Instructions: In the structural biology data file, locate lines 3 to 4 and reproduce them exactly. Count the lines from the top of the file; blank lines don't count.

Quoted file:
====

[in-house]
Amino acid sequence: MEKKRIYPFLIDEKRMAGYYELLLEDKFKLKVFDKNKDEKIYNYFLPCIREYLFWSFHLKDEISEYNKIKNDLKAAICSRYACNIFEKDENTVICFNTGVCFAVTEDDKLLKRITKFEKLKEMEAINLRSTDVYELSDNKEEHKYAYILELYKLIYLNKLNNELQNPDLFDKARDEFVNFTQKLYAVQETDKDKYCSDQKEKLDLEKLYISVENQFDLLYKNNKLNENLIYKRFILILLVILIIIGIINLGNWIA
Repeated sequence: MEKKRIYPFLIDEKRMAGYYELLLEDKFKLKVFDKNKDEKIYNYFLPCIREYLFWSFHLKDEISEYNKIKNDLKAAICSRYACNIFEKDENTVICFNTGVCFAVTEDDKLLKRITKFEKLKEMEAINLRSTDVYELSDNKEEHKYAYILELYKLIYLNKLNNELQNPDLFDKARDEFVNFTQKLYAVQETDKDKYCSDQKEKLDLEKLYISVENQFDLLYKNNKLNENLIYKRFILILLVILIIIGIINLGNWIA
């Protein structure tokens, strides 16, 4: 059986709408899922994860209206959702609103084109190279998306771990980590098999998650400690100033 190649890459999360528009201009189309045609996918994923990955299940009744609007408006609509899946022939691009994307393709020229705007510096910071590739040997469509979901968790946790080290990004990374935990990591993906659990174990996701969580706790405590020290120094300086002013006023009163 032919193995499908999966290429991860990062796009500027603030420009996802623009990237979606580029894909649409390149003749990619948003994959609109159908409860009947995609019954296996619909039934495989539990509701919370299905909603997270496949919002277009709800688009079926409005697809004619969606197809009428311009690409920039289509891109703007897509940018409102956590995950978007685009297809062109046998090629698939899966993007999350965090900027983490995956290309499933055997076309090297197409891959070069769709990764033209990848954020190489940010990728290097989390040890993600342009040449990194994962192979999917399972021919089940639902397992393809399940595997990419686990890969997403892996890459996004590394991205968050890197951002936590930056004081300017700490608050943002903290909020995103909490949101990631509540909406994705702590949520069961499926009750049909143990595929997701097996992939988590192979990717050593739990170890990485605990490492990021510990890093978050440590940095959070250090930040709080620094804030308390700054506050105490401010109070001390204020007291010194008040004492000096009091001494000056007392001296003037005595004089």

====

Repeated sequence: MEKKRIYPFLIDEKRMAGYYELLLEDKFKLKVFDKNKDEKIYNYFLPCIREYLFWSFHLKDEISEYNKIKNDLKAAICSRYACNIFEKDENTVICFNTGVCFAVTEDDKLLKRITKFEKLKEMEAINLRSTDVYELSDNKEEHKYAYILELYKLIYLNKLNNELQNPDLFDKARDEFVNFTQKLYAVQETDKDKYCSDQKEKLDLEKLYISVENQFDLLYKNNKLNENLIYKRFILILLVILIIIGIINLGNWIA
């Protein structure tokens, strides 16, 4: 059986709408899922994860209206959702609103084109190279998306771990980590098999998650400690100033 190649890459999360528009201009189309045609996918994923990955299940009744609007408006609509899946022939691009994307393709020229705007510096910071590739040997469509979901968790946790080290990004990374935990990591993906659990174990996701969580706790405590020290120094300086002013006023009163 032919193995499908999966290429991860990062796009500027603030420009996802623009990237979606580029894909649409390149003749990619948003994959609109159908409860009947995609019954296996619909039934495989539990509701919370299905909603997270496949919002277009709800688009079926409005697809004619969606197809009428311009690409920039289509891109703007897509940018409102956590995950978007685009297809062109046998090629698939899966993007999350965090900027983490995956290309499933055997076309090297197409891959070069769709990764033209990848954020190489940010990728290097989390040890993600342009040449990194994962192979999917399972021919089940639902397992393809399940595997990419686990890969997403892996890459996004590394991205968050890197951002936590930056004081300017700490608050943002903290909020995103909490949101990631509540909406994705702590949520069961499926009750049909143990595929997701097996992939988590192979990717050593739990170890990485605990490492990021510990890093978050440590940095959070250090930040709080620094804030308390700054506050105490401010109070001390204020007291010194008040004492000096009091001494000056007392001296003037005595004089």